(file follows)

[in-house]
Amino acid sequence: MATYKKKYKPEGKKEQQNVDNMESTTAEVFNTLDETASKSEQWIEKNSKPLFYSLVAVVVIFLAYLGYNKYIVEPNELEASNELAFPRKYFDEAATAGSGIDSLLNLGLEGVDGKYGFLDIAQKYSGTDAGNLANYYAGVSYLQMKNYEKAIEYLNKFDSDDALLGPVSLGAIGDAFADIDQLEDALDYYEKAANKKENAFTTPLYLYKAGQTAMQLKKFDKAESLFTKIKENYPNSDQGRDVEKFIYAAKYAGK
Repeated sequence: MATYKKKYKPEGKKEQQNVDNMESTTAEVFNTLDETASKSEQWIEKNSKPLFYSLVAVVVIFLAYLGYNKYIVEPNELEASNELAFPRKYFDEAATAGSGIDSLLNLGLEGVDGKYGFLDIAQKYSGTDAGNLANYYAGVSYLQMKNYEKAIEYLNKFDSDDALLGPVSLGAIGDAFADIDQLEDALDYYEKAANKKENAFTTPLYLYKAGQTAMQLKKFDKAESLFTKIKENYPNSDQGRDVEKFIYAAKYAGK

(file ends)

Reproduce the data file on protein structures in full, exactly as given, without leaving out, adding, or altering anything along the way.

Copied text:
[in-house]
Amino acid sequence: MATYKKKYKPEGKKEQQNVDNMESTTAEVFNTLDETASKSEQWIEKNSKPLFYSLVAVVVIFLAYLGYNKYIVEPNELEASNELAFPRKYFDEAATAGSGIDSLLNLGLEGVDGKYGFLDIAQKYSGTDAGNLANYYAGVSYLQMKNYEKAIEYLNKFDSDDALLGPVSLGAIGDAFADIDQLEDALDYYEKAANKKENAFTTPLYLYKAGQTAMQLKKFDKAESLFTKIKENYPNSDQGRDVEKFIYAAKYAGK
Repeated sequence: MATYKKKYKPEGKKEQQNVDNMESTTAEVFNTLDETASKSEQWIEKNSKPLFYSLVAVVVIFLAYLGYNKYIVEPNELEASNELAFPRKYFDEAATAGSGIDSLLNLGLEGVDGKYGFLDIAQKYSGTDAGNLANYYAGVSYLQMKNYEKAIEYLNKFDSDDALLGPVSLGAIGDAFADIDQLEDALDYYEKAANKKENAFTTPLYLYKAGQTAMQLKKFDKAESLFTKIKENYPNSDQGRDVEKFIYAAKYAGK